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The government of Nicaragua is arming to protect the border with Colombia, after the ruling by the the International Court of Justice in The Hague in its favour.

SanandrescolombiaOn November 19, the International Court of Justice (ICJ) ruled in Colombia’s favour on a long-standing dispute between Colombia and Nicaragua over a group of contested islands in the Caribbean.  However the court also redrew the maritime border between the two countries, handing Nicaragua more sea territory, reported the BBC. Nicaragua’s extended rights over the Caribbean will give it more access to fishing and to potential natural resources such as oil or gas.

Reports are that Nicaragua is acquiring weapons to enfore the ruling and ensuring compliance with the provisions of the Court decision.

Caracol News in Colombia reports that Nicaragua is buying four ships valued at US$45 million dollars, along with munitions and multi-barreled tybes capabale of launching guided missiles.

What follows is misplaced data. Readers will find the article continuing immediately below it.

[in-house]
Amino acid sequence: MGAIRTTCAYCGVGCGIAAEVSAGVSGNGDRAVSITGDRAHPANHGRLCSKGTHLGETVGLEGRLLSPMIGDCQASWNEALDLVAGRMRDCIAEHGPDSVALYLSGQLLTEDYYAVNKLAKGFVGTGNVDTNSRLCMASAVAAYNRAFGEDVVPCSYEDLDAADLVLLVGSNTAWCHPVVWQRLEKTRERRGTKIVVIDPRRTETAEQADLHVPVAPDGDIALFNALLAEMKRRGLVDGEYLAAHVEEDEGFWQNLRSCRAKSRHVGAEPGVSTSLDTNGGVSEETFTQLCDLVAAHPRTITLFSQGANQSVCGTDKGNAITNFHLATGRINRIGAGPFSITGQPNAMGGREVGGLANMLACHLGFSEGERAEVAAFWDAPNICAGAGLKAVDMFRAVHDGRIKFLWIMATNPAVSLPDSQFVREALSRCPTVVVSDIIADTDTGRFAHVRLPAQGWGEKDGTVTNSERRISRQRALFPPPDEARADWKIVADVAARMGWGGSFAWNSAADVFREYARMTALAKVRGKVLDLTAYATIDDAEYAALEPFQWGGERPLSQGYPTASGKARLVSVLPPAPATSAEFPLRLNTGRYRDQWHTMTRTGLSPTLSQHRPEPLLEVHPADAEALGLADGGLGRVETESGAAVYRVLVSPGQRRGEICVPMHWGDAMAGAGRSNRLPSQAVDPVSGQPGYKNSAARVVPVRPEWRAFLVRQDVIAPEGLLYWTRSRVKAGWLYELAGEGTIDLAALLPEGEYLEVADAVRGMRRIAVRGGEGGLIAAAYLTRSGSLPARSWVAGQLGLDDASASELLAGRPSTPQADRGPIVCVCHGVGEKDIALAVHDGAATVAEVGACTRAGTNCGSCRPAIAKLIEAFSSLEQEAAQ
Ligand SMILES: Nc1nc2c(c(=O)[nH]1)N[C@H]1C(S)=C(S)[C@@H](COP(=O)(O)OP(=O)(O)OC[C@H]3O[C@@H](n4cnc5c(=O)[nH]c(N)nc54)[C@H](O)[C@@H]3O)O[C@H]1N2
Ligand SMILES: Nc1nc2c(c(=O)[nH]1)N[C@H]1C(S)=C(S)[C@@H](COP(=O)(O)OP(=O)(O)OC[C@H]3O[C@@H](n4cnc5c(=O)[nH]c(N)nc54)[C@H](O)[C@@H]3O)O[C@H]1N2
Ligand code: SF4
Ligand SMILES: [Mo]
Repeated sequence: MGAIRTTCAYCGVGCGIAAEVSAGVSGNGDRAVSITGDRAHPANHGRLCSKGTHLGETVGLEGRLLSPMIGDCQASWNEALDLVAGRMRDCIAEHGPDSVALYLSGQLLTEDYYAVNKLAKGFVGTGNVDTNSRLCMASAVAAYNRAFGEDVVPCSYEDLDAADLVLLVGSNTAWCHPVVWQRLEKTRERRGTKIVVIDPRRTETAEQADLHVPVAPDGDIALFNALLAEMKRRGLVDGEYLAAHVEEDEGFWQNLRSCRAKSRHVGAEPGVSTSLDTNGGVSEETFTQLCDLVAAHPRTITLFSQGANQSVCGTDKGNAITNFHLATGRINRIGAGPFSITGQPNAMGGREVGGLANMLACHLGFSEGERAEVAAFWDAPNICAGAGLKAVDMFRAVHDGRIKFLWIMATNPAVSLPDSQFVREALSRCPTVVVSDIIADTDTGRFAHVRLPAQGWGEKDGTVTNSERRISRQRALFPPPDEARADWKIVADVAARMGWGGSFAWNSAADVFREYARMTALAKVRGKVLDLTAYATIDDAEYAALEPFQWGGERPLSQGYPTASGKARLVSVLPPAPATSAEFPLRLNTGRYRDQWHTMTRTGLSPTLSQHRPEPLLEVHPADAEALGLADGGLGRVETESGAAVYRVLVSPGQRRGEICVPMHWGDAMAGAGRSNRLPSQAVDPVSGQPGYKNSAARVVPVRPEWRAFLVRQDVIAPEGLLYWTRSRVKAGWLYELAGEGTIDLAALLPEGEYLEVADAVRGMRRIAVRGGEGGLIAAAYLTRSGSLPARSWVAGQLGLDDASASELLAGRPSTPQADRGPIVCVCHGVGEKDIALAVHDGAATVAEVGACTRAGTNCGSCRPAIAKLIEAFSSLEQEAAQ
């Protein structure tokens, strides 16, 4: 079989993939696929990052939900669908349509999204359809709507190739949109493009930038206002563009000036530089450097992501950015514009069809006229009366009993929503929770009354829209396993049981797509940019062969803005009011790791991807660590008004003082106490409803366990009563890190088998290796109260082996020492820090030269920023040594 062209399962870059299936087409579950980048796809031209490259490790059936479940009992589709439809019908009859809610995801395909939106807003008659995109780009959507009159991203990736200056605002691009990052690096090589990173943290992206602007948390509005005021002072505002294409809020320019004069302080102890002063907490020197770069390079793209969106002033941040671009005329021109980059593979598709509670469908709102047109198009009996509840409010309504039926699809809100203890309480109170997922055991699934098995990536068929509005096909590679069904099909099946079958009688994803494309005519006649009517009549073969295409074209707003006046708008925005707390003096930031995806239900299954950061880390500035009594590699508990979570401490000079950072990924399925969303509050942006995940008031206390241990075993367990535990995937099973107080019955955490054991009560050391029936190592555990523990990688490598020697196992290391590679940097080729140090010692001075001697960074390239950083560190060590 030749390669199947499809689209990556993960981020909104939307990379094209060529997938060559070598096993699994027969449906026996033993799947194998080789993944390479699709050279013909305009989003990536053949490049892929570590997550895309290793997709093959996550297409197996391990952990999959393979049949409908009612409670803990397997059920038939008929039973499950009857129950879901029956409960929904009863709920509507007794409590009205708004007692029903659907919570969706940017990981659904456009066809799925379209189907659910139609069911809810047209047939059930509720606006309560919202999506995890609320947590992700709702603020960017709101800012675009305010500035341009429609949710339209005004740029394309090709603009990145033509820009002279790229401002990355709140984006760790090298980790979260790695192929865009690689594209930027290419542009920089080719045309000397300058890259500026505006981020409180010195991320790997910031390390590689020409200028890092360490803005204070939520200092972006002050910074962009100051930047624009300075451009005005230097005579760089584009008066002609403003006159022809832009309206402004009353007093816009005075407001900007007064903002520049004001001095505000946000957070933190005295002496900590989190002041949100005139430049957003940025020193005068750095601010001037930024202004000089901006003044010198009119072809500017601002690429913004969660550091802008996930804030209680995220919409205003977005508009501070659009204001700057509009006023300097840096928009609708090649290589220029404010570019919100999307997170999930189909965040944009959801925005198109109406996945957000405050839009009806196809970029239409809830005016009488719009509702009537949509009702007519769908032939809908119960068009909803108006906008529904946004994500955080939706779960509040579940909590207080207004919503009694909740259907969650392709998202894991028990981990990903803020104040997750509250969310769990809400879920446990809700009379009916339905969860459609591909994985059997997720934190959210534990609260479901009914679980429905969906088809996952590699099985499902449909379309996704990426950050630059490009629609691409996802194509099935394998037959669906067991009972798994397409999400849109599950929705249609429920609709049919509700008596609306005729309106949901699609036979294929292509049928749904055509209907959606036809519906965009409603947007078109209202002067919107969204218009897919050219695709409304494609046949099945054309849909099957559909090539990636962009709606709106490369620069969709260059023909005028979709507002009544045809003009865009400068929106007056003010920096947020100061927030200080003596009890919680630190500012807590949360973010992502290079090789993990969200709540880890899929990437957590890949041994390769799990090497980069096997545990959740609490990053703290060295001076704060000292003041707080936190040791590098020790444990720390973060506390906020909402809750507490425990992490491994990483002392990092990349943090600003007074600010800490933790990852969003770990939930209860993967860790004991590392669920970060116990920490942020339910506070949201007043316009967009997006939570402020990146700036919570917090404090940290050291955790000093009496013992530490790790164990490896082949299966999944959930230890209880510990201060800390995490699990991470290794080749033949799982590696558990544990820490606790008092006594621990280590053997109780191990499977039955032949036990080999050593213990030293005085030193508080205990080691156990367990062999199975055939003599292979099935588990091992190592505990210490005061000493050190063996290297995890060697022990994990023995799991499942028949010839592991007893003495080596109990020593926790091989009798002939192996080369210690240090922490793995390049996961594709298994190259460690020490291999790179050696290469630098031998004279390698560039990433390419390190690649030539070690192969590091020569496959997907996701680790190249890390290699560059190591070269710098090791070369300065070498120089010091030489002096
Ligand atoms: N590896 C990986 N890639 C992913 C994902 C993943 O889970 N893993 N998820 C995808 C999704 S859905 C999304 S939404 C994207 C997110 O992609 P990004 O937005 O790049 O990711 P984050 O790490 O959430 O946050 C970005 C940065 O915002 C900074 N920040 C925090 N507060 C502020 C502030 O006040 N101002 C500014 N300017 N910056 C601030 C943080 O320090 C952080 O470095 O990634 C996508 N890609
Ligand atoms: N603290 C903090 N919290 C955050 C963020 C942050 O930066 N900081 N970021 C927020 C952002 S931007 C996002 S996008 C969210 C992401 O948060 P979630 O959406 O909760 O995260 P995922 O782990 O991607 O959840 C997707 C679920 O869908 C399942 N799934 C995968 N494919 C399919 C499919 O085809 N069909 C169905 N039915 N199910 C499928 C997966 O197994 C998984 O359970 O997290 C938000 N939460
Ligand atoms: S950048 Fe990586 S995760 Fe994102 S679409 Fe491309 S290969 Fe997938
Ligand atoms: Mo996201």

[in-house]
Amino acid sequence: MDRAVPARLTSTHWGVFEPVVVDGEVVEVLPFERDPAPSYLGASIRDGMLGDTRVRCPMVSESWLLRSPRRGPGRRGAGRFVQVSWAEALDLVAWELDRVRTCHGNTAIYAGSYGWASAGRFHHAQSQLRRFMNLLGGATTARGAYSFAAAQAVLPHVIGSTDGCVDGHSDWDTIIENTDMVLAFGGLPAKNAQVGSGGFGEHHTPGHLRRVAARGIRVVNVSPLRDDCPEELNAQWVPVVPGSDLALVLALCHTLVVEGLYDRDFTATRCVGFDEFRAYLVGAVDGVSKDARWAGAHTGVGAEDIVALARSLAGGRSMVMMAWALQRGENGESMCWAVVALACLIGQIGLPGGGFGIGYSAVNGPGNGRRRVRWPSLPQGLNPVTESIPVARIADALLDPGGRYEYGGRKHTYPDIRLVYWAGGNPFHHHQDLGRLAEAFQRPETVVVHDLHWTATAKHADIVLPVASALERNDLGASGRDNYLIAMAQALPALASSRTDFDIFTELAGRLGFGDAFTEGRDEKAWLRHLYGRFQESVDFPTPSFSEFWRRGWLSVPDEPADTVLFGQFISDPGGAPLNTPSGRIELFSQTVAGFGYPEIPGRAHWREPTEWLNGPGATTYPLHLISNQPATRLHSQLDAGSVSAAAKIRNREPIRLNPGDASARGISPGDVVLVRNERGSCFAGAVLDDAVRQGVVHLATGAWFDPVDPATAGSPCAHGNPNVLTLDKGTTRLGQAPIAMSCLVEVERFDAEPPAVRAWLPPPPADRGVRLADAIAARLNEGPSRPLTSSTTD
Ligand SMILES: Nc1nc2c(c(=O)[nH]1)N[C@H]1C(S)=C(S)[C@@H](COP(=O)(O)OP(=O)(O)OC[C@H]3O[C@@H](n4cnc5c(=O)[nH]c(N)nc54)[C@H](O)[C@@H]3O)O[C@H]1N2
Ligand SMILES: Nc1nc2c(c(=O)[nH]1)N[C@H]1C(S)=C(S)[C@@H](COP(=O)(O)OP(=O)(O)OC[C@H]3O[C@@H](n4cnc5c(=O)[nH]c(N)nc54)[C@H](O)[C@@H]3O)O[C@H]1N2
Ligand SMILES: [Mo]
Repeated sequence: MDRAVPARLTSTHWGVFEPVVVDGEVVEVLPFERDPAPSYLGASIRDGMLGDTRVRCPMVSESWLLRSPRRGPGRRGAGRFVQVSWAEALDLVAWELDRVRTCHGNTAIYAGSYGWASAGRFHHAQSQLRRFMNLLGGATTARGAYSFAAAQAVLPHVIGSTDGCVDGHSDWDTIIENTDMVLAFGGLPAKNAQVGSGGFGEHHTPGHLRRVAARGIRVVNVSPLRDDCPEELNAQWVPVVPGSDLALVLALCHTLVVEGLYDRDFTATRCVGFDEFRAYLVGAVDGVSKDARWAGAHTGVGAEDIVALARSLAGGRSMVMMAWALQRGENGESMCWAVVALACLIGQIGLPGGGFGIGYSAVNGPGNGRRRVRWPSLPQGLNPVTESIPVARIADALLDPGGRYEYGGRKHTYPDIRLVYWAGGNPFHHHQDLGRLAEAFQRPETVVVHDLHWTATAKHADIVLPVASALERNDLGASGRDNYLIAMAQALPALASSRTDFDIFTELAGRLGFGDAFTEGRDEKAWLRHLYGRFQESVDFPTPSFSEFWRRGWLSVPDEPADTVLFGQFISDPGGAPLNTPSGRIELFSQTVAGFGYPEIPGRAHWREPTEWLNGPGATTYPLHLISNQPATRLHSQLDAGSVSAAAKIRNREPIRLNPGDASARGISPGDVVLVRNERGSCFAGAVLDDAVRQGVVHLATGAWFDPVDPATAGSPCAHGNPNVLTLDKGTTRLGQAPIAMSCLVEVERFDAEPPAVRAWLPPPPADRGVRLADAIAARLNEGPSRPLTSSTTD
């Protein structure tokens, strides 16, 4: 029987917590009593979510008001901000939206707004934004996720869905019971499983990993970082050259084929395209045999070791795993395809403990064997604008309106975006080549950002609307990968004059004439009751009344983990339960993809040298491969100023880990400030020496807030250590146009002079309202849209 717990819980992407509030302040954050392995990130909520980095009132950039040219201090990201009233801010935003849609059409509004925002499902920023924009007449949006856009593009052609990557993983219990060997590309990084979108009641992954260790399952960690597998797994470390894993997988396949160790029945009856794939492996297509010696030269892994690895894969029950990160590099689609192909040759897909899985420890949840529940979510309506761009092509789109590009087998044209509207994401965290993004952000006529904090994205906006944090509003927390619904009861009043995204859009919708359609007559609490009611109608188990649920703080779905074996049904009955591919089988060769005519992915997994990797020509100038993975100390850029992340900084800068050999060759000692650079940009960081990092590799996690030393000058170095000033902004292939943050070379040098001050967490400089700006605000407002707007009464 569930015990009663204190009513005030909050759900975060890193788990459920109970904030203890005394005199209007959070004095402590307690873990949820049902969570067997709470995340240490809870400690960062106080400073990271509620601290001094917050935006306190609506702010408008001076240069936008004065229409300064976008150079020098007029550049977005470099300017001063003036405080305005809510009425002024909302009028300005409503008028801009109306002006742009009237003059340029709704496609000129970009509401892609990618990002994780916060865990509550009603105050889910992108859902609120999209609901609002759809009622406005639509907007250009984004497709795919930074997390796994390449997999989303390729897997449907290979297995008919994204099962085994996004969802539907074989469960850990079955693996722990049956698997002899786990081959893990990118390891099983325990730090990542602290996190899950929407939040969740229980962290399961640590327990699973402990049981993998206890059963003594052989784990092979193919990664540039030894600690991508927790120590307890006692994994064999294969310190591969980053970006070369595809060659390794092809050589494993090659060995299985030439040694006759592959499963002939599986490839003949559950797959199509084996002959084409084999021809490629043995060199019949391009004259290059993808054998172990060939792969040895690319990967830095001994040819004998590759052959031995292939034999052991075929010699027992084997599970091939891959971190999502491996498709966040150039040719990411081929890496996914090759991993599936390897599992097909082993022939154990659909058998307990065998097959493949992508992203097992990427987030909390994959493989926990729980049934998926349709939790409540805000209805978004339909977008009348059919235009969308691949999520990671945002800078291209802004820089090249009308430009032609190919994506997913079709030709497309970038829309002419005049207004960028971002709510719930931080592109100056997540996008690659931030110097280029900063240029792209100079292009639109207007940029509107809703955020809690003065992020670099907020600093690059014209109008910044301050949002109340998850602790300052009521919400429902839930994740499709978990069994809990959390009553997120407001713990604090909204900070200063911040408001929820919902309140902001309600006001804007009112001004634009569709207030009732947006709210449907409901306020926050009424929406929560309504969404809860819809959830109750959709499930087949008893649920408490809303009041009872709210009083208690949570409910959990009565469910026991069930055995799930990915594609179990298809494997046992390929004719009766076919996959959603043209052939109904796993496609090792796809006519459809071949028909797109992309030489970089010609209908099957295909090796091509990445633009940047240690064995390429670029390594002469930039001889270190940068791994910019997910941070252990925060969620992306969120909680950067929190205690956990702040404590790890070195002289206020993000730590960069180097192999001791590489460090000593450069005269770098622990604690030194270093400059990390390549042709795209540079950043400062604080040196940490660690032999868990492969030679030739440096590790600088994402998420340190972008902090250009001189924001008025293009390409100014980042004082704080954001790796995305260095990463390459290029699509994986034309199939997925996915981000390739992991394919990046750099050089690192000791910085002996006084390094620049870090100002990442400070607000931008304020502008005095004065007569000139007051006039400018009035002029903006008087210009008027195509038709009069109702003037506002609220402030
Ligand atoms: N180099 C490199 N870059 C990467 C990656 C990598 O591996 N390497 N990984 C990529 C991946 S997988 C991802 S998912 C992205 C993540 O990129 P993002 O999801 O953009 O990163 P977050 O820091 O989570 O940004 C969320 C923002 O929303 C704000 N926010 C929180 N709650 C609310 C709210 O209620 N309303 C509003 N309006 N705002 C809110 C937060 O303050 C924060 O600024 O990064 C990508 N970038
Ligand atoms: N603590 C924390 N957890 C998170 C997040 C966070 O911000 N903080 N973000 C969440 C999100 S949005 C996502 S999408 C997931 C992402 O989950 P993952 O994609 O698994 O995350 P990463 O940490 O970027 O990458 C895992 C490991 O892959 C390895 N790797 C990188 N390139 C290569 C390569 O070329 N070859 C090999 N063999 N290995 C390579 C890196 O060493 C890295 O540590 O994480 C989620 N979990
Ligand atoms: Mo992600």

Nicaraguan army commander, General Julio César Avilés, confirmed to the media that his country in seach of weapons.

“We visited different factories or shipyards that manufacture naval assets, including the Russian Federation, for the type of media that we need,” he told the press.

“Nicaraguans can rest safely as we are watching our seas, these large seas that we have now reclaimed. We have not stopped going there, we have not stopped flying over the area and have not stopped to navigating with our naval assets, ” he added.

Nicaragua and Colombia share a maritime border and have been locked into a territorial dispute over the Archipelago de San Andres y Providencia and Quita Sueno Bank.

With respect to the maritime boundary question in the Golfo de Fonseca, the ICJ referred to the line determined by the 1900 Honduras-Nicaragua Mixed Boundary Commission and advised that some tripartite resolution among El Salvador, Honduras, and Nicaragua likely would be required.

Nicaragua also has a maritime boundary dispute with Honduras in the Caribbean Sea and a boundary dispute over the Rio San Juan with Costa Rica.